Korea, September 25th,
In a public news briefing, Korean Police Department released a report uncovering the latest cheating scheme conducted by 5 mediators. According to an anonymous tip, these 5 individuals are said to have helped 18 Vietnamese students passed the Test Of Proficiency In Korean (TOPIK) held last April in Hanoi in order to get the D-4-6 visa, an industrial training visa in Korea. The aforementioned group of students were shortly deported back after arriving at Gimhae airport on September 15th. This incident is worth pausing for thoughts about the gravity of cheating and its involvement with technology and intellectuals.
There is an unspoken correlation between the development of technology and new cheating methods. Back to the time when technological devices were limited, cheating in class was simply some formulas written on the hand or on student’s stationeries. Today, advancements in technology tempt students to find increasingly devious ways to cheat. For example, students can use social media to send pictures of exams and forward them to dozens of friends. Microscopic transmission devices confiscated during the National Entrance Exam and cheat sheets detected in memory banks of student’s calculators further demonstrates the involvement of technology in cheating.
Nevertheless, the climax point has yet been reached until the intellectuals take part in the process. According to the report, each student has to pay 15 million won (more than 12.000USD) to the 5 mediators. One of them, Mr A, who took the test and got the answers out, is a 27-year-old Vietnamese man who has a Master’s Degree from Seoul National University. In preparation for the TOPIK scheme, A and his accomplices colluded with several universities in Hanoi to take the test without being suspected. After finishing the 100-minute test in just 20 minutes, he then gave the answers to 12 other accomplices waiting outside who then relay the answers via a microscopic speaker planted in the student’s ear. We saw a similar premise portrayed in the acclaimed Thai movie Bad Genius in which Lyn, an academically stellar student, along with her friends orchestrated a cheating scheme in the STIC examination. Far from praising the aforementioned acts as a display of intelligence or a missed opportunity, we must acknowledge the collusion of intellectuals in these cheating schemes, which had done more harm than good.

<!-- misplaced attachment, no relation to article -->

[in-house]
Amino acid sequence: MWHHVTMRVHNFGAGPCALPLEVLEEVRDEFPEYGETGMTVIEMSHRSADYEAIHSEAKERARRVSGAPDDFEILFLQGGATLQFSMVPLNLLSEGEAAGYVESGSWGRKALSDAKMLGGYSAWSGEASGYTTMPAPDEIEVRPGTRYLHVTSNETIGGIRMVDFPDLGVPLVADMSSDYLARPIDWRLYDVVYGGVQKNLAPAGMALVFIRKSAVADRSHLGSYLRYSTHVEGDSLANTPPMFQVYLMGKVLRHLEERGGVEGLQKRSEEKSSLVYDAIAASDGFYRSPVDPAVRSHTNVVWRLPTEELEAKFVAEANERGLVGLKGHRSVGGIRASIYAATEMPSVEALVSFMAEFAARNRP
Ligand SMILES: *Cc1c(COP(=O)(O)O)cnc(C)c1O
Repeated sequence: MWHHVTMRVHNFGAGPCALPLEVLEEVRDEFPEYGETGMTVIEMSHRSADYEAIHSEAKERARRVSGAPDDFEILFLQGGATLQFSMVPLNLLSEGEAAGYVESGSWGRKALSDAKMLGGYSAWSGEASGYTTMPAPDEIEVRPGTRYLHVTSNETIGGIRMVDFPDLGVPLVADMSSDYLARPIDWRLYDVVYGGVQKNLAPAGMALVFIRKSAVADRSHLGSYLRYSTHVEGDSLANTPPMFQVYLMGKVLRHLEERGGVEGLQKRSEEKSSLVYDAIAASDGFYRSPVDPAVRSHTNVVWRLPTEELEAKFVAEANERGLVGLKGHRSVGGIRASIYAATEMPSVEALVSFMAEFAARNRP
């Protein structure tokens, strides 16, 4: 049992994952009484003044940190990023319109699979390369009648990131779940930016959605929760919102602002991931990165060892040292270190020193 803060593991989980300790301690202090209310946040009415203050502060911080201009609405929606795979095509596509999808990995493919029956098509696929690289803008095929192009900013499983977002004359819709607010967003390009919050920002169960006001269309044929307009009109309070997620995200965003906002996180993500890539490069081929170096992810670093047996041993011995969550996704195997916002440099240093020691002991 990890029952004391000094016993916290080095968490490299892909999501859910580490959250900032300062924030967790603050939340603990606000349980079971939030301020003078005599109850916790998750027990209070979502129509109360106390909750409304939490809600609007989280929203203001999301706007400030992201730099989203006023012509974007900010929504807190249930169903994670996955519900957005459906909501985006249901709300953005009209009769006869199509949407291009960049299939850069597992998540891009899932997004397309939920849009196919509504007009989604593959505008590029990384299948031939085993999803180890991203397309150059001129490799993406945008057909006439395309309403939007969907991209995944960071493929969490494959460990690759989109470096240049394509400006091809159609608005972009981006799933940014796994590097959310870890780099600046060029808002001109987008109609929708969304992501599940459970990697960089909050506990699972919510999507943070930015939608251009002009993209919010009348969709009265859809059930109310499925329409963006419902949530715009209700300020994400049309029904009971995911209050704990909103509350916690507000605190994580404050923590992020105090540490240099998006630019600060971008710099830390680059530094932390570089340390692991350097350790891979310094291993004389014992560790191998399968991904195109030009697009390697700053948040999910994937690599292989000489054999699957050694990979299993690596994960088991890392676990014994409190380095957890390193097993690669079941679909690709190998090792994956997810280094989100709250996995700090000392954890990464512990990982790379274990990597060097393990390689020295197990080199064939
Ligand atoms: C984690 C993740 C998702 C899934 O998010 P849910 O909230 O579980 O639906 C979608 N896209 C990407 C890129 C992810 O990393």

As we can see, both Lyn, a Mathematics champion, and A, a Master’s Degree holder from one of the top universities, are brilliant individuals. That being said, their academic competence was utilised for a dishonest act that caused negative consequences for everyone: the potential cancellation of more than 2000 scores of good students, the stigma that may forever be attached to A and Lyn, the Master’s Degree that A may no longer hold. This is an important reminder for all of us: do not tradeoff intelligence and hard-working years of education for cheating.
In all, this scandal is only one fragment in hundreds more that affect the education system and academic integrity. Cheaters and mediators like A, who exploit technological advancement to disregard hard work and honor, should be condemned. The same goes for Lyn in Bad Genius with her atonement at the end of the movie that draws the conclusion for us: their intelligence was ultimately their downfall.